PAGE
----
All claims expressed in this article are solely those of the authors and do not necessarily represent those of their affiliated organizations, or those of the publisher, the editors and the reviewers. Any product that may be evaluated in this article, or claim that may be made by its manufacturer, is not guaranteed or endorsed by the publisher.
We give special thanks to the staff in the Department of Cardiology and Catheterization Laboratory, Fu Wai Hospital for their research contributions.
The Supplementary Material for this article can be found online at: https://www.frontiersin.org/articles/10.3389/fcvm.2021.691641/full#supplementary-material
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Keywords: chronic total occlusion, percutaneous coronary intervention, diabetes mellitus, prognosis, successful revascularization
Citation: Wang P, Yuan D, Jia S, Zhu P, Zhang C, Liu Y, Li T, Jiang L, Song Y, Xu J, Tang X, Zhao X, Xu B, Yang Y, Yuan J and Gao R (2021) 5-Year Clinical Outcomes of Successful Recanalisation for Coronary Chronic Total Occlusions in Patients With or Without Type 2 Diabetes Mellitus. Front. Cardiovasc. Med. 8:691641. doi: 10.3389/fcvm.2021.691641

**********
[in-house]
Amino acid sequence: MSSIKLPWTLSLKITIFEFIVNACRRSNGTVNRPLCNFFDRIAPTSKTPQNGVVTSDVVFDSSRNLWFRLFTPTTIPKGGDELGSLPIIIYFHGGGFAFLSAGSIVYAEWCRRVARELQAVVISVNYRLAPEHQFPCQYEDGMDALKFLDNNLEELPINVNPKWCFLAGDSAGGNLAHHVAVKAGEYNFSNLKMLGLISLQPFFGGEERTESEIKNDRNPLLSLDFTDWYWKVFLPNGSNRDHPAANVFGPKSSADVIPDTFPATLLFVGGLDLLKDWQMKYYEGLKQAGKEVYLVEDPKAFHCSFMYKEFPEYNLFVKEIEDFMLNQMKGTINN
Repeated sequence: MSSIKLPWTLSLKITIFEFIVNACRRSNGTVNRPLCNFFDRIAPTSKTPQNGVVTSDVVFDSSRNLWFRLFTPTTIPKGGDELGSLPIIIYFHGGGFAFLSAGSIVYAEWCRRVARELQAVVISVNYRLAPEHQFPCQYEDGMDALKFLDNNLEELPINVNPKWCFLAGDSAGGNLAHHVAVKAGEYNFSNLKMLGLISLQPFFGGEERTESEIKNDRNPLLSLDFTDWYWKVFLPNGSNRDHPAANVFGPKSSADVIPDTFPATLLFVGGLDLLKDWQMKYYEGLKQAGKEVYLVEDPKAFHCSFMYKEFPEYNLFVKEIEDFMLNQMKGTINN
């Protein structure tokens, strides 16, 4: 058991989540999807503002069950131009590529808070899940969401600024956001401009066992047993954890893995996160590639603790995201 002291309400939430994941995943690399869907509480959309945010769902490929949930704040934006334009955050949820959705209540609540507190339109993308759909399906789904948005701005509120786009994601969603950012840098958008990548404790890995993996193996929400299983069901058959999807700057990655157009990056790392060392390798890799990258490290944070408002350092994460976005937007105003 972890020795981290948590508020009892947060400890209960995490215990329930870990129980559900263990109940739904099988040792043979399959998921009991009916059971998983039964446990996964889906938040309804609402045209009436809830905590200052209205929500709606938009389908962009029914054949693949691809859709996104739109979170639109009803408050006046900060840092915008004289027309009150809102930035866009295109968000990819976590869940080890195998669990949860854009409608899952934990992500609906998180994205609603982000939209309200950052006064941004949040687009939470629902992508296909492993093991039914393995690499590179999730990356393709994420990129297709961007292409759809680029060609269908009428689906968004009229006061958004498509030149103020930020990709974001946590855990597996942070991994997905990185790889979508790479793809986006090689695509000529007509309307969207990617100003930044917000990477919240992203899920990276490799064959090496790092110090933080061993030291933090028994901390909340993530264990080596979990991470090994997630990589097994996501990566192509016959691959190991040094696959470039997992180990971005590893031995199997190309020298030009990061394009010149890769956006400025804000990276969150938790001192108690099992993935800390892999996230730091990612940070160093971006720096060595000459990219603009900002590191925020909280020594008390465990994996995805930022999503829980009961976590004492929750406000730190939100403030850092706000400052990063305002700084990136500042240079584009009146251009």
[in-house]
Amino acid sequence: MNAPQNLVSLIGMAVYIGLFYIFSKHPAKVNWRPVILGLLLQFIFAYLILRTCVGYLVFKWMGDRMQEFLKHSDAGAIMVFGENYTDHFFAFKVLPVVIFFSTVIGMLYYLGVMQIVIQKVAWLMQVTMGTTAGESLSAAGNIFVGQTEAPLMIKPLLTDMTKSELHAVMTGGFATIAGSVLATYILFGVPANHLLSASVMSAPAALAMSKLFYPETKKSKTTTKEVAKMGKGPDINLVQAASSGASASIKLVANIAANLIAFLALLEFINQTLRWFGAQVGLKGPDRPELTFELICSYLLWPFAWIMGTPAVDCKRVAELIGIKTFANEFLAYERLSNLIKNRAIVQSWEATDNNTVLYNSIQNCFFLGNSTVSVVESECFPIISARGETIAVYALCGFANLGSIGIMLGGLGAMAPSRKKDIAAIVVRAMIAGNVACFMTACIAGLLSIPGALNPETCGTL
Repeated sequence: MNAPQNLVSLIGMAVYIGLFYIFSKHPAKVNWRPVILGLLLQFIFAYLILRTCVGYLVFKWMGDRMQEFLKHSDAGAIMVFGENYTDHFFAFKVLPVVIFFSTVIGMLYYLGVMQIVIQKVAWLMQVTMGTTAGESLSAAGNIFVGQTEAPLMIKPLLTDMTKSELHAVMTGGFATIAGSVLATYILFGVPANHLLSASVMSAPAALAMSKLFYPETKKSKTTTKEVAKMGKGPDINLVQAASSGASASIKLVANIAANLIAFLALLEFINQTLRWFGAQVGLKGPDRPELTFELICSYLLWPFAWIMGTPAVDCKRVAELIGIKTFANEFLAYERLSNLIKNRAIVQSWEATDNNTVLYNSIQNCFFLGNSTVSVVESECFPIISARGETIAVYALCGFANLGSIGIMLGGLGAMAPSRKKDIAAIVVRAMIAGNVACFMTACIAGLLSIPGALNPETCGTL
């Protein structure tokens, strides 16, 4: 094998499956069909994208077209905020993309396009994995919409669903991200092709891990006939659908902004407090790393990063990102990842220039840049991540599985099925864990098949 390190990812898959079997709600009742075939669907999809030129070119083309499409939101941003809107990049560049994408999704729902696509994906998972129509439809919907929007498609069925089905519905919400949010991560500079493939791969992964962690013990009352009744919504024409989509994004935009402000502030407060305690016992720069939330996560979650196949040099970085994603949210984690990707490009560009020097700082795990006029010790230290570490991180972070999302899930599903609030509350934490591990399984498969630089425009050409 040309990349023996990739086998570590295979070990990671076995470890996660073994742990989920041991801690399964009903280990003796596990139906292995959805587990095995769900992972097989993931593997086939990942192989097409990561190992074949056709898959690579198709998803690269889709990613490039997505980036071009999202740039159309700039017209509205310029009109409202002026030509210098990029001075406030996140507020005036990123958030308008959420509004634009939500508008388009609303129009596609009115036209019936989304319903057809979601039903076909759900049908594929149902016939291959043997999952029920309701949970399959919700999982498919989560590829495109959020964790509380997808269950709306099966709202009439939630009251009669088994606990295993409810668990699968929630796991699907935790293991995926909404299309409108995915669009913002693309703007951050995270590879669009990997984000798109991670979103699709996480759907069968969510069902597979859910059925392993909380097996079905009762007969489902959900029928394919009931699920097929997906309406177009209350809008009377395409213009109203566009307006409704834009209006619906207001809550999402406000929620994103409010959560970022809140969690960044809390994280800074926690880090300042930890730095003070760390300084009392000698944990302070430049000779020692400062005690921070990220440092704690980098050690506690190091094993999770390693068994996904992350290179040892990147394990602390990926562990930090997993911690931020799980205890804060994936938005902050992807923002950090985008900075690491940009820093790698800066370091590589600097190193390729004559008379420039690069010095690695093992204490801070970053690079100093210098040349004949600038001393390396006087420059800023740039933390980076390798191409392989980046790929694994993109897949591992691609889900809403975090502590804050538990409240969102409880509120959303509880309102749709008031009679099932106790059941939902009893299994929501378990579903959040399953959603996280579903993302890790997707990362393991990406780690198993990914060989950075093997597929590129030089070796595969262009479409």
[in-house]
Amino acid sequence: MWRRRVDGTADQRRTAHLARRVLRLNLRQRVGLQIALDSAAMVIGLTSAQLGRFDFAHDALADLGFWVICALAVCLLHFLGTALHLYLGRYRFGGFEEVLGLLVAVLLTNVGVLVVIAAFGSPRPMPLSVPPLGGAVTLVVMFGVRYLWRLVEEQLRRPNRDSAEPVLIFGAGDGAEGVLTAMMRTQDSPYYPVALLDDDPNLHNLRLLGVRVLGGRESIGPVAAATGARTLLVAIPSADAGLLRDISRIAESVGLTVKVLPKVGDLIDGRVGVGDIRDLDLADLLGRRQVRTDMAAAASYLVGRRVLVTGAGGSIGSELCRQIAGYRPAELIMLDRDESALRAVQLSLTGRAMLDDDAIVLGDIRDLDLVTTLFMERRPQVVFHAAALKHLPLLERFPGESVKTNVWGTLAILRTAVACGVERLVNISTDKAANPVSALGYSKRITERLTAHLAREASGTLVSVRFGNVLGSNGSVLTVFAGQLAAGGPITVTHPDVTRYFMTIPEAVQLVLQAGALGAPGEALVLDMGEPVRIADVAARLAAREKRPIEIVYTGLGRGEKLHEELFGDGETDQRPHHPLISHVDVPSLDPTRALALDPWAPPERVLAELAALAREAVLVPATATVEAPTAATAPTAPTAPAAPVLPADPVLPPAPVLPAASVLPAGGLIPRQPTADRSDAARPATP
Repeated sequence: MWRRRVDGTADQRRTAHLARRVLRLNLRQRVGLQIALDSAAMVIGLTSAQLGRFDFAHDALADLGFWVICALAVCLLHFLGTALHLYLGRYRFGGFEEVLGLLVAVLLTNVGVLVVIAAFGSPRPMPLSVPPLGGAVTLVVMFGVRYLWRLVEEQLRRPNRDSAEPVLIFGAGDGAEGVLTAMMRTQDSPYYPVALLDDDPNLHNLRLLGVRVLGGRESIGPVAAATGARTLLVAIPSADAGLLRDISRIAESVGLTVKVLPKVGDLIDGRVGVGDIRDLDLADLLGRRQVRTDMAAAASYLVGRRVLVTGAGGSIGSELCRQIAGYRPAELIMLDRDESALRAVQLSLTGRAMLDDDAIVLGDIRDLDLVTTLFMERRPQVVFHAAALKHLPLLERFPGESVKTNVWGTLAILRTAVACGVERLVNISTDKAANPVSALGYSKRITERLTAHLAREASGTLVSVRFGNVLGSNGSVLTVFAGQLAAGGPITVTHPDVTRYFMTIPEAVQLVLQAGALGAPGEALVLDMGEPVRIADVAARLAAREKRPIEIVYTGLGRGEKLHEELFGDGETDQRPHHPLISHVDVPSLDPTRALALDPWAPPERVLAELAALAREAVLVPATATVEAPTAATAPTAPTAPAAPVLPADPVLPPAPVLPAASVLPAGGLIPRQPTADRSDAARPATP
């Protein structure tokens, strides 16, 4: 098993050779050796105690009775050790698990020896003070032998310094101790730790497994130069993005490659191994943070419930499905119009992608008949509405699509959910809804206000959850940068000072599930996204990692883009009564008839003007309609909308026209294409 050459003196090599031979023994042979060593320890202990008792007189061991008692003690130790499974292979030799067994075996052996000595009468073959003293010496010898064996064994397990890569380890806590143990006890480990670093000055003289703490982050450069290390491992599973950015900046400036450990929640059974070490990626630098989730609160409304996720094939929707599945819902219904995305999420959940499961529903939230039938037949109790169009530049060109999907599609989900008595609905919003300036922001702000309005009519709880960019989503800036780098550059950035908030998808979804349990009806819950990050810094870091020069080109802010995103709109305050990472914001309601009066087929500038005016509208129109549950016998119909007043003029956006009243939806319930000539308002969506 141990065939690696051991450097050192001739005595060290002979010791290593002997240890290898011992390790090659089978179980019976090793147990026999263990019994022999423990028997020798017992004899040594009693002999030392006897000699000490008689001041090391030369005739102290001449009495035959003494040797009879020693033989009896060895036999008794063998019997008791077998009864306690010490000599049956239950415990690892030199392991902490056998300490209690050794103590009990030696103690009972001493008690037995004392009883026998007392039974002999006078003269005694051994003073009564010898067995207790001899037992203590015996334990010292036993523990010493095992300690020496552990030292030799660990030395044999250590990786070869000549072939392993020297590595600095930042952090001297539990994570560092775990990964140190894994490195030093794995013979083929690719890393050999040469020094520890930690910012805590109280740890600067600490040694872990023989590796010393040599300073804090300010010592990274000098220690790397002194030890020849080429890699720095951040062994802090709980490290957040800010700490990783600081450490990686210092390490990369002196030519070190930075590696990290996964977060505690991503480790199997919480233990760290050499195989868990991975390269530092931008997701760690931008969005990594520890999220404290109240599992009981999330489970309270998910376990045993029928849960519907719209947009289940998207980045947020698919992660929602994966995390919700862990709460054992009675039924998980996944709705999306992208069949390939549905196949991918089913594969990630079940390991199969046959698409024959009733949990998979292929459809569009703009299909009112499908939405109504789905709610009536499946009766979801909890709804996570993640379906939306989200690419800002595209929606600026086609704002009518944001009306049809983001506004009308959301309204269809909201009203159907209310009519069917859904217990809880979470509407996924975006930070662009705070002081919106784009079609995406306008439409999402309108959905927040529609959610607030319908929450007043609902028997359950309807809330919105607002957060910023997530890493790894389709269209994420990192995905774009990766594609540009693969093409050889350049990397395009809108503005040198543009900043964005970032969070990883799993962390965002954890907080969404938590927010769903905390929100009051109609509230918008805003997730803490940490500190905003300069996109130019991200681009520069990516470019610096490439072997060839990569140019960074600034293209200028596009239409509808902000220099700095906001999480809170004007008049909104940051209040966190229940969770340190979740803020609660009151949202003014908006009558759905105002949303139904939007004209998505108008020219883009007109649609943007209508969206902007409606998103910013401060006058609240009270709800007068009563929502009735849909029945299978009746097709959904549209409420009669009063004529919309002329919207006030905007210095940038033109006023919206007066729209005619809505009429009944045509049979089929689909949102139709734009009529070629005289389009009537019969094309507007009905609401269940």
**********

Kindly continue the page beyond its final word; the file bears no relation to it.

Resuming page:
Received: 06 April 2021; Accepted: 22 July 2021;
Published: 13 August 2021.
Edited by:Massimo Mancone, Sapienza University of Rome, Italy
Reviewed by:Plinio Cirillo, University of Naples Federico II, Italy
Saskia C. A. De Jager, Utrecht University, Netherlands
Copyright © 2021 Wang, Yuan, Jia, Zhu, Zhang, Liu, Li, Jiang, Song, Xu, Tang, Zhao, Xu, Yang, Yuan and Gao. This is an open-access article distributed under the terms of the Creative Commons Attribution License (CC BY). The use, distribution or reproduction in other forums is permitted, provided the original author(s) and the copyright owner(s) are credited and that the original publication in this journal is cited, in accordance with accepted academic practice. No use, distribution or reproduction is permitted which does not comply with these terms.
*Correspondence: Jinqing Yuan, firstname.lastname@example.org; Runlin Gao, email@example.com
†These authors have contributed equally to this work and share last authorship